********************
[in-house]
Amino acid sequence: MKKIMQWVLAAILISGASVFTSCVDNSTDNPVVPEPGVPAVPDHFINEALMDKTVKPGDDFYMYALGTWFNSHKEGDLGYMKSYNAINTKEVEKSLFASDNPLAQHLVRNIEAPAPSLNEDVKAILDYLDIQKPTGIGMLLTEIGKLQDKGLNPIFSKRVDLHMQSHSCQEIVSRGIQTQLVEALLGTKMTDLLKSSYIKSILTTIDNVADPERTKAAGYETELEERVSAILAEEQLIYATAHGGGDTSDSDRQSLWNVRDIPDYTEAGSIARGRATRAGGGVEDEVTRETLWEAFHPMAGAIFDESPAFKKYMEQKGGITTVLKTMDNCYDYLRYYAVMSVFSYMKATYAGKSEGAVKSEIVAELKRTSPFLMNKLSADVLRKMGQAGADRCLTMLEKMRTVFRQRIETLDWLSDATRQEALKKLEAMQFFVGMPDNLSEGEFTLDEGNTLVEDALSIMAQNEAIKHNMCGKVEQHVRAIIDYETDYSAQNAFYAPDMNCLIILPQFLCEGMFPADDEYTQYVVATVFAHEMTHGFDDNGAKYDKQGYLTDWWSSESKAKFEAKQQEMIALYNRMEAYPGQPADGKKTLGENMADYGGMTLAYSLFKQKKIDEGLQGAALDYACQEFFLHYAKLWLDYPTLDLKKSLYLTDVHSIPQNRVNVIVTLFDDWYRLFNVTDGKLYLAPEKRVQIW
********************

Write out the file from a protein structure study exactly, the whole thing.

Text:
[in-house]
Amino acid sequence: MKKIMQWVLAAILISGASVFTSCVDNSTDNPVVPEPGVPAVPDHFINEALMDKTVKPGDDFYMYALGTWFNSHKEGDLGYMKSYNAINTKEVEKSLFASDNPLAQHLVRNIEAPAPSLNEDVKAILDYLDIQKPTGIGMLLTEIGKLQDKGLNPIFSKRVDLHMQSHSCQEIVSRGIQTQLVEALLGTKMTDLLKSSYIKSILTTIDNVADPERTKAAGYETELEERVSAILAEEQLIYATAHGGGDTSDSDRQSLWNVRDIPDYTEAGSIARGRATRAGGGVEDEVTRETLWEAFHPMAGAIFDESPAFKKYMEQKGGITTVLKTMDNCYDYLRYYAVMSVFSYMKATYAGKSEGAVKSEIVAELKRTSPFLMNKLSADVLRKMGQAGADRCLTMLEKMRTVFRQRIETLDWLSDATRQEALKKLEAMQFFVGMPDNLSEGEFTLDEGNTLVEDALSIMAQNEAIKHNMCGKVEQHVRAIIDYETDYSAQNAFYAPDMNCLIILPQFLCEGMFPADDEYTQYVVATVFAHEMTHGFDDNGAKYDKQGYLTDWWSSESKAKFEAKQQEMIALYNRMEAYPGQPADGKKTLGENMADYGGMTLAYSLFKQKKIDEGLQGAALDYACQEFFLHYAKLWLDYPTLDLKKSLYLTDVHSIPQNRVNVIVTLFDDWYRLFNVTDGKLYLAPEKRVQIW